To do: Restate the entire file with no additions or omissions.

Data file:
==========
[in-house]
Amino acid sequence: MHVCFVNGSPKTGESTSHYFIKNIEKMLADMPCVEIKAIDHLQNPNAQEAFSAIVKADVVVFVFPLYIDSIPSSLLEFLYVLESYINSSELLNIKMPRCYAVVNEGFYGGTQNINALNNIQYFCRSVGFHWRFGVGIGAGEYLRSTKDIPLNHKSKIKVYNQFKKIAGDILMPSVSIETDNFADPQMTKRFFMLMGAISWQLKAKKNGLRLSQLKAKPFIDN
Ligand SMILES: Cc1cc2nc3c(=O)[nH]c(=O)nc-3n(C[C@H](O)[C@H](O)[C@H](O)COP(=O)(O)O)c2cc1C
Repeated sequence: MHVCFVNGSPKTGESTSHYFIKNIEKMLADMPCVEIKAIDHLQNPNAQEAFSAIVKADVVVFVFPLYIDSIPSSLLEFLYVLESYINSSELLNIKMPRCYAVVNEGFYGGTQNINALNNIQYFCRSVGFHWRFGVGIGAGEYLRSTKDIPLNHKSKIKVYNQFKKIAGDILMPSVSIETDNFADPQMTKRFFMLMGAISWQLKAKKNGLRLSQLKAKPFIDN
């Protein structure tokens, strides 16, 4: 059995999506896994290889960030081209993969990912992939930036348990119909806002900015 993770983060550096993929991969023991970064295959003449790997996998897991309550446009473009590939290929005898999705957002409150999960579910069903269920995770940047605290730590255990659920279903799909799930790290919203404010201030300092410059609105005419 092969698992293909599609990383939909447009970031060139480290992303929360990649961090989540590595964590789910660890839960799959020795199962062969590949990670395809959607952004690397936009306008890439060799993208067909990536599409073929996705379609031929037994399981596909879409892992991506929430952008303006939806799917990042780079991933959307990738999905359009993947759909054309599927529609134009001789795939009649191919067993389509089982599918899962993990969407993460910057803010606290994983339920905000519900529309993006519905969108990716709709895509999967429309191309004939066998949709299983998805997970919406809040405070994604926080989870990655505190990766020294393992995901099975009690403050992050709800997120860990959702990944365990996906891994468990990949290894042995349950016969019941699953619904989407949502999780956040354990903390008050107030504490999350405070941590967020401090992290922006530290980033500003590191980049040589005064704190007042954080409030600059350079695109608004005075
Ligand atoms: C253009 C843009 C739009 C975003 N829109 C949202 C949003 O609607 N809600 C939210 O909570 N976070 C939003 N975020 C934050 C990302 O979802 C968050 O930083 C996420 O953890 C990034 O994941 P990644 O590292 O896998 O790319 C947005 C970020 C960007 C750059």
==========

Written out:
[in-house]
Amino acid sequence: MHVCFVNGSPKTGESTSHYFIKNIEKMLADMPCVEIKAIDHLQNPNAQEAFSAIVKADVVVFVFPLYIDSIPSSLLEFLYVLESYINSSELLNIKMPRCYAVVNEGFYGGTQNINALNNIQYFCRSVGFHWRFGVGIGAGEYLRSTKDIPLNHKSKIKVYNQFKKIAGDILMPSVSIETDNFADPQMTKRFFMLMGAISWQLKAKKNGLRLSQLKAKPFIDN
Ligand SMILES: Cc1cc2nc3c(=O)[nH]c(=O)nc-3n(C[C@H](O)[C@H](O)[C@H](O)COP(=O)(O)O)c2cc1C
Repeated sequence: MHVCFVNGSPKTGESTSHYFIKNIEKMLADMPCVEIKAIDHLQNPNAQEAFSAIVKADVVVFVFPLYIDSIPSSLLEFLYVLESYINSSELLNIKMPRCYAVVNEGFYGGTQNINALNNIQYFCRSVGFHWRFGVGIGAGEYLRSTKDIPLNHKSKIKVYNQFKKIAGDILMPSVSIETDNFADPQMTKRFFMLMGAISWQLKAKKNGLRLSQLKAKPFIDN
């Protein structure tokens, strides 16, 4: 059995999506896994290889960030081209993969990912992939930036348990119909806002900015 993770983060550096993929991969023991970064295959003449790997996998897991309550446009473009590939290929005898999705957002409150999960579910069903269920995770940047605290730590255990659920279903799909799930790290919203404010201030300092410059609105005419 092969698992293909599609990383939909447009970031060139480290992303929360990649961090989540590595964590789910660890839960799959020795199962062969590949990670395809959607952004690397936009306008890439060799993208067909990536599409073929996705379609031929037994399981596909879409892992991506929430952008303006939806799917990042780079991933959307990738999905359009993947759909054309599927529609134009001789795939009649191919067993389509089982599918899962993990969407993460910057803010606290994983339920905000519900529309993006519905969108990716709709895509999967429309191309004939066998949709299983998805997970919406809040405070994604926080989870990655505190990766020294393992995901099975009690403050992050709800997120860990959702990944365990996906891994468990990949290894042995349950016969019941699953619904989407949502999780956040354990903390008050107030504490999350405070941590967020401090992290922006530290980033500003590191980049040589005064704190007042954080409030600059350079695109608004005075
Ligand atoms: C253009 C843009 C739009 C975003 N829109 C949202 C949003 O609607 N809600 C939210 O909570 N976070 C939003 N975020 C934050 C990302 O979802 C968050 O930083 C996420 O953890 C990034 O994941 P990644 O590292 O896998 O790319 C947005 C970020 C960007 C750059």